Walensky was asked repeatedly about the new recommendations and the impact they could have on getting Americans vaccinated. She emphasized that the country is not “homogenous,” and given the disproportionate rates of vaccination – particularly for people of color who are more at risk – said decisions about whether to remove mask mandates must be made at the local level.
“That scientific data was enough for us to move forward,” Walensky said of the decision on the mask guidance. “People said we moved too slow, we moved too fast. We moved at the speed that science gave us.”
Dr. Anthony Fauci, the government’s leading infectious disease expert, told Axios on Wednesday that the U.S. public did not correctly understand the CDC’s latest announcement.
“I think people are misinterpreting, thinking that this is a removal of a mask mandate for everyone. It’s not,” he said. “It’s an assurance to those who are vaccinated that they can feel safe, be they outdoors or indoors.”
Fauci stressed that the CDC did not advise unvaccinated people to go without masks, though experts say the new guidance will allow unvaccinated people to flout rules without consequences.
Study: More California households went hungry early in pandemic
The early part of the pandemic significantly increased the number of Californians going hungry, a situation that became dramatically acute among those who previously lacked enough to eat, a UCLA study has found.
Researchers at the school said the number of California households with insufficient food rose by 22% during from late April to late July 2020. Households already struggling to put food on the table before the pandemic were 40 times more likely to go hungry.
“In particular, disadvantaged households in the San Francisco Bay Area – where income and educational levels are higher, but income inequality and cost of living are also higher – seem to be at higher risk for food insufficiency,” said May Wang, one of the study’s authors and a professor at the UCLA Fielding School of Public Health.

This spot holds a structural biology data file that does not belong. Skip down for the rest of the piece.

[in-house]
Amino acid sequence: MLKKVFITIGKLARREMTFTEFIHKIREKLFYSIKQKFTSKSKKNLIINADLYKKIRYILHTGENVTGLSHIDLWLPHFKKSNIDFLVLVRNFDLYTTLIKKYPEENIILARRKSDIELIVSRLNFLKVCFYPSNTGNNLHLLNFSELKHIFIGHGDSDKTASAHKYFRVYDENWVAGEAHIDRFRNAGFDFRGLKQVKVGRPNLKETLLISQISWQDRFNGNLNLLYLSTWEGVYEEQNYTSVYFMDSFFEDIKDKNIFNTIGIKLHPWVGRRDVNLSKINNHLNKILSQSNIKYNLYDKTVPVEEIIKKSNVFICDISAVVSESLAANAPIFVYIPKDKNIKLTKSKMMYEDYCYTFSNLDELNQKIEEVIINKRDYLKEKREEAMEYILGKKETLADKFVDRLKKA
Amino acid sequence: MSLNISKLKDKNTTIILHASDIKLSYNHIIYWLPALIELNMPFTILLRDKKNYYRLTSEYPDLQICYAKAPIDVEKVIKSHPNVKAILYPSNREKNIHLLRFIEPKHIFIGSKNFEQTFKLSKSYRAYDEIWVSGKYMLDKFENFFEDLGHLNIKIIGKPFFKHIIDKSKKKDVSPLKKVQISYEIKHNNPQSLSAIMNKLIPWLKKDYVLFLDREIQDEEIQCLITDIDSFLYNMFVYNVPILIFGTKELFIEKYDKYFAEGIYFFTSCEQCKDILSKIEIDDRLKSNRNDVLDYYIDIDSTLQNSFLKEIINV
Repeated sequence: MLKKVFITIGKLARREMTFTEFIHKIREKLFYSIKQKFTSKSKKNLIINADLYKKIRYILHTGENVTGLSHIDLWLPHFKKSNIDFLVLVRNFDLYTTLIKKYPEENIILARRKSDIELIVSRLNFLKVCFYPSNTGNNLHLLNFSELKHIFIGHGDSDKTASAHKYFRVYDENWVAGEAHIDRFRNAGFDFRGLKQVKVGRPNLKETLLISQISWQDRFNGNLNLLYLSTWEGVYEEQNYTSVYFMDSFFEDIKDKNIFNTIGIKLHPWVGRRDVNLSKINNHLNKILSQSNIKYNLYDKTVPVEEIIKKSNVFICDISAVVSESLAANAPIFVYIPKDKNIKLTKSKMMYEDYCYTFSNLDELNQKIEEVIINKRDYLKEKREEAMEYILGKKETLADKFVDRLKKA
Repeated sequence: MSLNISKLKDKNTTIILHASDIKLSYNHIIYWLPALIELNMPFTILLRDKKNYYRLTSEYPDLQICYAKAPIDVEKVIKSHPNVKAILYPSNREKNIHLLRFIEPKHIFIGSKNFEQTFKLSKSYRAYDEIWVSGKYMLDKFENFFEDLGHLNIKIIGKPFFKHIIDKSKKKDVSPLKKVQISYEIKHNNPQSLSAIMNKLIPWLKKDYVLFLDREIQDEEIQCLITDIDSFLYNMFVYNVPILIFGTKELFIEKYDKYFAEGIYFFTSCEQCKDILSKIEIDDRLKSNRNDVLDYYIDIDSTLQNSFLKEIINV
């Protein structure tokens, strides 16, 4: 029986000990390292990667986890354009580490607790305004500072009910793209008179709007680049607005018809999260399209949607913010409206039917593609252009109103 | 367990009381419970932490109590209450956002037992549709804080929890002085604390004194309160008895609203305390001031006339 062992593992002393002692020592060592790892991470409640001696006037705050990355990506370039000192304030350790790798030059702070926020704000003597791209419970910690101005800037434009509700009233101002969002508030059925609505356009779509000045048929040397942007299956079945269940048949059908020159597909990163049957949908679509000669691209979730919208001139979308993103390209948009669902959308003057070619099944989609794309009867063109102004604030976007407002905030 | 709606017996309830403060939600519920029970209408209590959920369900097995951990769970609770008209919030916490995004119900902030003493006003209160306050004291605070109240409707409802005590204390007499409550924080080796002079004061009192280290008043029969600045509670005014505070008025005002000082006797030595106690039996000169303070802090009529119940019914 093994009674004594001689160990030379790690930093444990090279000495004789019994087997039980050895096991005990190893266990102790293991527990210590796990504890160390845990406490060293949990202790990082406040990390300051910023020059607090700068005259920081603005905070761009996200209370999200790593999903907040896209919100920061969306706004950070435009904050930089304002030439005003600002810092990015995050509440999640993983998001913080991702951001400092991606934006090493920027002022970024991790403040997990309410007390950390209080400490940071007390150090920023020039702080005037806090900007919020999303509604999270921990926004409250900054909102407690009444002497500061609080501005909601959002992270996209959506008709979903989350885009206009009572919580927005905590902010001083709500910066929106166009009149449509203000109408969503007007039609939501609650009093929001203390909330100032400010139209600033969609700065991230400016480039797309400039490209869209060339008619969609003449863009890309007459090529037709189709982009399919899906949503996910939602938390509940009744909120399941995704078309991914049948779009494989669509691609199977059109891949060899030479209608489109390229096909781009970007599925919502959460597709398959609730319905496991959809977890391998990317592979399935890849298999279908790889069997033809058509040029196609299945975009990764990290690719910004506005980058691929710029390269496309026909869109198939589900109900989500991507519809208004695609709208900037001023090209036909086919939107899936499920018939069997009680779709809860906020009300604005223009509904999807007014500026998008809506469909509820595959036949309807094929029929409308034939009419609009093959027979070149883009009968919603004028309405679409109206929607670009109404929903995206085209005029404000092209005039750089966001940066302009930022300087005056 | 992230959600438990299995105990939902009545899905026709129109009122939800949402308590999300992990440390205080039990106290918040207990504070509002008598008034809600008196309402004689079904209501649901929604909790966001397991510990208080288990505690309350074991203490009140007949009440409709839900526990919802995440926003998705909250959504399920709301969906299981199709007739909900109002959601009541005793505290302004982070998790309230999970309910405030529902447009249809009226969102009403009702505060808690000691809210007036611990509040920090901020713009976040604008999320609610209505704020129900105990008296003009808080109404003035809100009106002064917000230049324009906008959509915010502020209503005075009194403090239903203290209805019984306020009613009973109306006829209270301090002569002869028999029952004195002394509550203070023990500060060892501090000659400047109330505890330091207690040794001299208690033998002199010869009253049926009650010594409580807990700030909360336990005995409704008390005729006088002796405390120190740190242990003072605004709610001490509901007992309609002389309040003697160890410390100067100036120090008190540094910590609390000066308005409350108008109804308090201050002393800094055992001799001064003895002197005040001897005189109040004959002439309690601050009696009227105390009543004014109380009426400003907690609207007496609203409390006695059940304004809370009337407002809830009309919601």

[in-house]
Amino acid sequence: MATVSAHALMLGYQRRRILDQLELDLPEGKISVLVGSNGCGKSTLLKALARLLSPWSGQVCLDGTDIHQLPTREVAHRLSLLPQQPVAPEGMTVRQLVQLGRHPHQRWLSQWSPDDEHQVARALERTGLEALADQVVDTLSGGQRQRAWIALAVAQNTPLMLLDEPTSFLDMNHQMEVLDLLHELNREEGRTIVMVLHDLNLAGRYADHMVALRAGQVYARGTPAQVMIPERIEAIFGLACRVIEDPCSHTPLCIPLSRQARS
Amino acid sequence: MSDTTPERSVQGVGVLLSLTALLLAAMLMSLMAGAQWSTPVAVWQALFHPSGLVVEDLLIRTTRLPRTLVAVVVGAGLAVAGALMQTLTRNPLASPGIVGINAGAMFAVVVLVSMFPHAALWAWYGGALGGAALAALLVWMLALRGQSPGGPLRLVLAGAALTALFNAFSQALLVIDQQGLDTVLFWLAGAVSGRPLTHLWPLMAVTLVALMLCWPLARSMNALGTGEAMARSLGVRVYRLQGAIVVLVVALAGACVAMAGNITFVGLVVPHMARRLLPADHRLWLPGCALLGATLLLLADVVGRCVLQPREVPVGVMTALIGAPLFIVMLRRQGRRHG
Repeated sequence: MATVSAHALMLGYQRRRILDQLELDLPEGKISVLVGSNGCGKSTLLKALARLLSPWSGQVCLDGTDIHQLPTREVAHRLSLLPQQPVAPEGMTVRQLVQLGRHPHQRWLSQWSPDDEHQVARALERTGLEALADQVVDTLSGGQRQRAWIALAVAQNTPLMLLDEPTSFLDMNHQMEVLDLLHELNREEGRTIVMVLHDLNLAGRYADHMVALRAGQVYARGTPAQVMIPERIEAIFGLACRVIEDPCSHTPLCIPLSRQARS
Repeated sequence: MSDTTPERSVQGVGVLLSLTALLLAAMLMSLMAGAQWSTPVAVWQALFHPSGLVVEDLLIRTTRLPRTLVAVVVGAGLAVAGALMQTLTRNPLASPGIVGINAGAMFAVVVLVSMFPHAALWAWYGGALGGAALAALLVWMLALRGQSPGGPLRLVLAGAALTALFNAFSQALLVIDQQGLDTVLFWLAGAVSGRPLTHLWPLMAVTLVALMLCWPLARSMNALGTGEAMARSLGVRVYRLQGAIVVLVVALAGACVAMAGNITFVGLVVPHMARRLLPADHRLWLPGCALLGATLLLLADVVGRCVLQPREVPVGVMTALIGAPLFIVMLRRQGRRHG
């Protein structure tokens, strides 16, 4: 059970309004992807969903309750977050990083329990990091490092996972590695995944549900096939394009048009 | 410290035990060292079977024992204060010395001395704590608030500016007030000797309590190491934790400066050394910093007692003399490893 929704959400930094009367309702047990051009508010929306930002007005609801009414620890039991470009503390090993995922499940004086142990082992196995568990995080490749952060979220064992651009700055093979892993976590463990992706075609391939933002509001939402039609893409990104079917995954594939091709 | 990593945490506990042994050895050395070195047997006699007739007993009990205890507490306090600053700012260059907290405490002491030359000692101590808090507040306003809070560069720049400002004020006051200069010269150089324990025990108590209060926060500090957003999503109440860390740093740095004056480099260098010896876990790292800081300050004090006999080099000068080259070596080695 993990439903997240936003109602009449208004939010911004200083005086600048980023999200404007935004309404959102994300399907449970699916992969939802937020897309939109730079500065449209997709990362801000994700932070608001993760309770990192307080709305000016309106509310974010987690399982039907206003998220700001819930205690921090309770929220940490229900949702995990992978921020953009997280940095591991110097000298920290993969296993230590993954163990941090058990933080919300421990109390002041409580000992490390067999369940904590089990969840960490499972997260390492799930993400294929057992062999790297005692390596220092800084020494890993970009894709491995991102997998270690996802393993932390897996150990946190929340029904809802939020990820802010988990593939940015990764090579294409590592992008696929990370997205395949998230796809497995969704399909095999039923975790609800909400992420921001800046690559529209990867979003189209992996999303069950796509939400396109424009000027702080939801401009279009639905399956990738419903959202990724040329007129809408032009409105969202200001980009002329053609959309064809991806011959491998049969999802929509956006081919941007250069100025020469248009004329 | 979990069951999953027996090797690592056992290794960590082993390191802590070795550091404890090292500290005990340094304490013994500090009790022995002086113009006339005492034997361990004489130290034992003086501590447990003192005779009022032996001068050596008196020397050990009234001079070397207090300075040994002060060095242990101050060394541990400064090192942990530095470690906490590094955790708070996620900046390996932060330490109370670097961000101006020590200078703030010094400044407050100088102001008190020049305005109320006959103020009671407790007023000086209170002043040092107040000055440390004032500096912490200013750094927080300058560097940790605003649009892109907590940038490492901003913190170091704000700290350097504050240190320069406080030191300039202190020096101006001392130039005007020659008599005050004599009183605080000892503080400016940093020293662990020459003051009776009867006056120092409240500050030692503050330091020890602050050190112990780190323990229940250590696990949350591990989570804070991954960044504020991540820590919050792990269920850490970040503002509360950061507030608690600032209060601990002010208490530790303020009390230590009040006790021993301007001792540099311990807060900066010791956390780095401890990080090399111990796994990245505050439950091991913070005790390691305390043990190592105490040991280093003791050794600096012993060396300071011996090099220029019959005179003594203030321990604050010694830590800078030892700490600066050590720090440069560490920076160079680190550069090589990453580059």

Executives of firm that ruined millions of doses to testify before Congress
The top executives of Emergent BioSolutions, which ruined millions of Johnson & Johnson doses of coronavirus vaccine in its Baltimore plant in March, were to testify before a House subcommittee Wednesday.
A 13-page report released in April by the Food and Drug Administration found the plant in Baltimore was too small, poorly designed and dirty. Unsealed bags of medical waste were observed, along with peeling paint and damaged floors and walls that could inhibit proper cleaning, the inspectors said, adding that employees were not properly trained and failed to properly handle ingredients.
Members of Congress are asking for an explanation from the company, which was awarded a $628 million contract last year to manufacture COVID-19 vaccines but has not yet produced a single usable dose.
India reports record number of deaths: 4,329 in 24 hours
India’s total virus cases surged to 25.5 million Wednesday as the country registered more than 260,000 new infections and a record 4,329 fatalities in the past 24 hours.
The numbers continue a trend of falling cases after infections dipped below 300,000 for the first time in weeks Monday. Active cases in the country also decreased by more than 165,000 on Tuesday — the biggest dip in weeks.
But deaths, a lagging indicator, have continued to rise and hospitals are still swamped by patients.
The nation of nearly 1.4 billion has reported more than 400,000 daily new cases several times over the course of May, shattering global records. It has been slammed by a spike in infections since February, partially driven by a dangerous variant now found in 49 countries, including the U.S.
Contributing: The Associated Press.